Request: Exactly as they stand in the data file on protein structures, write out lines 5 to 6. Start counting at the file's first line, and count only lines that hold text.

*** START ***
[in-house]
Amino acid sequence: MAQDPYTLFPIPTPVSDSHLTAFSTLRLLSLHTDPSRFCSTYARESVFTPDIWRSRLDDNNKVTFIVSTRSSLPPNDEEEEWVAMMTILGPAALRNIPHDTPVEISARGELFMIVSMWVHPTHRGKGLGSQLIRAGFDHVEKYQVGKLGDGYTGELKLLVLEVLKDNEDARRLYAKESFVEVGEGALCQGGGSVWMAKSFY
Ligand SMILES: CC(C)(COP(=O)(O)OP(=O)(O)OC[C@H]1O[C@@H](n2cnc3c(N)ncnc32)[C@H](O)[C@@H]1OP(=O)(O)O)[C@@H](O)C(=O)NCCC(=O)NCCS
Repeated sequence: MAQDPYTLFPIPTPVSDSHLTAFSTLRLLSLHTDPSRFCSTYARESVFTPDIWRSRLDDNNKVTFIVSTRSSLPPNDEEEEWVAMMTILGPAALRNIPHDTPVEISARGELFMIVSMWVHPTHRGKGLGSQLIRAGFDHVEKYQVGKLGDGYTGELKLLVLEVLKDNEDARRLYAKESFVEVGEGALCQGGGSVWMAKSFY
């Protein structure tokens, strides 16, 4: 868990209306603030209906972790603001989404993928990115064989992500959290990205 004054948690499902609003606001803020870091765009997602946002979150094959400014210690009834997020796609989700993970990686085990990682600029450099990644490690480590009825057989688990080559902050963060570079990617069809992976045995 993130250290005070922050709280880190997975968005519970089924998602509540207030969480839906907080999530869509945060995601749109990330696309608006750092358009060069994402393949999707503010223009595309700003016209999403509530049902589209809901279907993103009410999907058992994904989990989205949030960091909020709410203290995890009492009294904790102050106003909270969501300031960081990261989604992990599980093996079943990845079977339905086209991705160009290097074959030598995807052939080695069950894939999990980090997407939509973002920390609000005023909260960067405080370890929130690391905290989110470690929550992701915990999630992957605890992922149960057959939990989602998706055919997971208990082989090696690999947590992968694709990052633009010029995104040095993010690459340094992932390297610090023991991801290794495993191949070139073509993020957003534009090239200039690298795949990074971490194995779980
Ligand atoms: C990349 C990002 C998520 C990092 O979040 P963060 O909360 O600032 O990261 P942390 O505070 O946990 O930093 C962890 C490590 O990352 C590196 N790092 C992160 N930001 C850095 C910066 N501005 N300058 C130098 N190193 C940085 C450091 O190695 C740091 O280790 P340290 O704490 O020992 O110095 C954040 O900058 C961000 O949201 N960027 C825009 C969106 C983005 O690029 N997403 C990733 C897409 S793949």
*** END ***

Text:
């Protein structure tokens, strides 16, 4: 868990209306603030209906972790603001989404993928990115064989992500959290990205 004054948690499902609003606001803020870091765009997602946002979150094959400014210690009834997020796609989700993970990686085990990682600029450099990644490690480590009825057989688990080559902050963060570079990617069809992976045995 993130250290005070922050709280880190997975968005519970089924998602509540207030969480839906907080999530869509945060995601749109990330696309608006750092358009060069994402393949999707503010223009595309700003016209999403509530049902589209809901279907993103009410999907058992994904989990989205949030960091909020709410203290995890009492009294904790102050106003909270969501300031960081990261989604992990599980093996079943990845079977339905086209991705160009290097074959030598995807052939080695069950894939999990980090997407939509973002920390609000005023909260960067405080370890929130690391905290989110470690929550992701915990999630992957605890992922149960057959939990989602998706055919997971208990082989090696690999947590992968694709990052633009010029995104040095993010690459340094992932390297610090023991991801290794495993191949070139073509993020957003534009090239200039690298795949990074971490194995779980
Ligand atoms: C990349 C990002 C998520 C990092 O979040 P963060 O909360 O600032 O990261 P942390 O505070 O946990 O930093 C962890 C490590 O990352 C590196 N790092 C992160 N930001 C850095 C910066 N501005 N300058 C130098 N190193 C940085 C450091 O190695 C740091 O280790 P340290 O704490 O020992 O110095 C954040 O900058 C961000 O949201 N960027 C825009 C969106 C983005 O690029 N997403 C990733 C897409 S793949």